Night Zero (The Strain)
|The Strain episode|
|Episode no.||Season 1|
|Directed by||Guillermo del Toro|
|Featured music||Ramin Djawadi|
|Original air date||July 13, 2014|
|Running time||70 minutes|
A disturbance inside the cargo hold of an inbound jet to JFK International Airport alarms the flight crew. Upon landing, the plane immediately loses all contact with ground control and all but one window shade are drawn. It is feared everyone aboard is incapacitated, possibly by a contagion or some other mechanism. The CDC Canary team, headed by Dr. Ephraim Goodweather, is called to investigate. Goodweather and Dr. Nora Martinez enter the plane, finding all passengers seemingly dead. They also discover strange parasitic worms on the plane and fear an Ebola-like plague could break out. Four people are unexpectedly found alive, including the pilot, Doyle Redfern, though none know what happened. While at JFK, Goodweather is approached by Abraham Setrakian, an elderly Armenian Harlem pawnbroker who insists the victims' bodies must be destroyed and the elaborately carved, coffin-like cabinet that was removed from the stricken plane's hold must not leave the airport. Meanwhile, recently paroled Gus Elizalde is hired by Mr. Eichhorst, a mysterious man connected to Eldrich Palmer, a wealthy and powerful entrepreneur. Gus is to retrieve the cabinet from the airport, and Eichhorst assures him there will be no difficulty in removing it. When Eph and Nora discover the cabinet missing, they are unaware that Jim Kent, their CDC co-worker, has improperly allowed its release from the quarantine area. An airport official is attacked and killed by an enormous human-like creature that uses a throat appendage to suck out blood, before smashing his head.
In September 2012, it was announced that FX had acquired the rights to The Strain trilogy of novels by Guillermo del Toro and Chuck Hogan, and ordered a pilot episode to be directed and executive produced by del Toro and co-written by del Toro and Hogan. Carlton Cuse would help develop the project and serve as executive producer and showrunner on the series, which was envisioned as having a limited run of three to five seasons.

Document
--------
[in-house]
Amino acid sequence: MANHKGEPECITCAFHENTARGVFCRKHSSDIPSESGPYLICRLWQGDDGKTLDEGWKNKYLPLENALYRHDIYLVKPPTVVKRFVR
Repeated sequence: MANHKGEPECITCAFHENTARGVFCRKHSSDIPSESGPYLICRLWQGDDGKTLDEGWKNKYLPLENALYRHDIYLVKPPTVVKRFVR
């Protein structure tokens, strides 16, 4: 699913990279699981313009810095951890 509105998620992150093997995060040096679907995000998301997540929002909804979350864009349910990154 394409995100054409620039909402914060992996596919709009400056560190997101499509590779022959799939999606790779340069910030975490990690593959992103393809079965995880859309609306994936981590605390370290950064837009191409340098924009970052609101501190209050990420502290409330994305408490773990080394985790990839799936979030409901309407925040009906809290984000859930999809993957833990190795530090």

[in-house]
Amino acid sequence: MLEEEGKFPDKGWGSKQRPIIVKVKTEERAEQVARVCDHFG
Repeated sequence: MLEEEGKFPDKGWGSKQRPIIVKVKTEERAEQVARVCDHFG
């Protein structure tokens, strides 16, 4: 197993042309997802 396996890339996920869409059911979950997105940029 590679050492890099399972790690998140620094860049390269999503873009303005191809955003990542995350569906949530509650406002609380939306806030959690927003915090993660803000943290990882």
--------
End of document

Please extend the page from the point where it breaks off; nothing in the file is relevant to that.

The pilot episode began principal photography on September 17, 2013, in Toronto, Canada. The 13-episode series order was announced on November 19, 2013. The airport scenes were filmed at Toronto International Airport, and the interior airplane scenes were filmed on the same set used in Stoll's previous film Non-Stop. The pilot adapts the first 150 pages of the first novel, which is 300 pages long. The remainder of the first season comprises an expanded version of the novel's second half.
Lauren Lee Smith was originally cast as Kelly Goodweather, but was replaced by Natalie Brown two weeks before production on the pilot began. John Hurt played Abraham Setrakian in the original version of the pilot. Principal photography was postponed to accommodate Hurt's shooting schedule. Hurt dropped out after filming, and was replaced by David Bradley for the series; del Toro reshot Hurt's scenes with the new actor.
Early reviews followed the episode's world premiere at the ATX Television Festival in Austin, Texas in June 2014. Writing for the International Business Times, Amanda Remling called it "one of del Toro's most jaw-dropping creations yet", praising the focus on suspense rather than gore, and favorably compared the "insane" closing sequence to the "mind-blowing deaths" on Game of Thrones and The Walking Dead. Meredith Borders of Badass Digest said that the pilot looked "incredibly cinematic and, frankly, expensive", but opined that it would have benefited from a longer runtime and slower pace. She said that the episode was not necessarily scary, but "a lot of fun", with moments that were "incredibly gory in a way that will make the most ardent grue-lover clap with glee". She praised the cast, particularly Corey Stoll, who had her "rooting for a complicated character in the first sixty seconds of our acquaintance with him".
Elizabeth Harper of The Escapist wrote that the episode had "the look and feel of del Toro's work" and was particularly reminiscent of Pacific Rim, "spinning a brightly colored world inhabited by an equally vibrant cast of characters." She said that the characters, while not "entirely unique", display "quirks that give them life beyond simple stereotypes", and wrote that the moody and dramatic lighting, while unnatural, added to the supernatural feeling and created a fittingly stylized world.
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- Remling, Amanda (June 10, 2014). "'The Strain' Review: A Twist On Vampires Makes The New FX Show A Must Watch". International Business Times. Retrieved June 18, 2014.
- Borders, Meredith (June 9, 2014). "ATX Television Festival: THE STRAIN Pilot Review". Retrieved June 18, 2014.
- Harper, Elizabeth (June 10, 2014). "The Strain Preview: FX's Vampire Drama Doesn't Skimp on Scares". The Escapist. Retrieved June 24, 2014.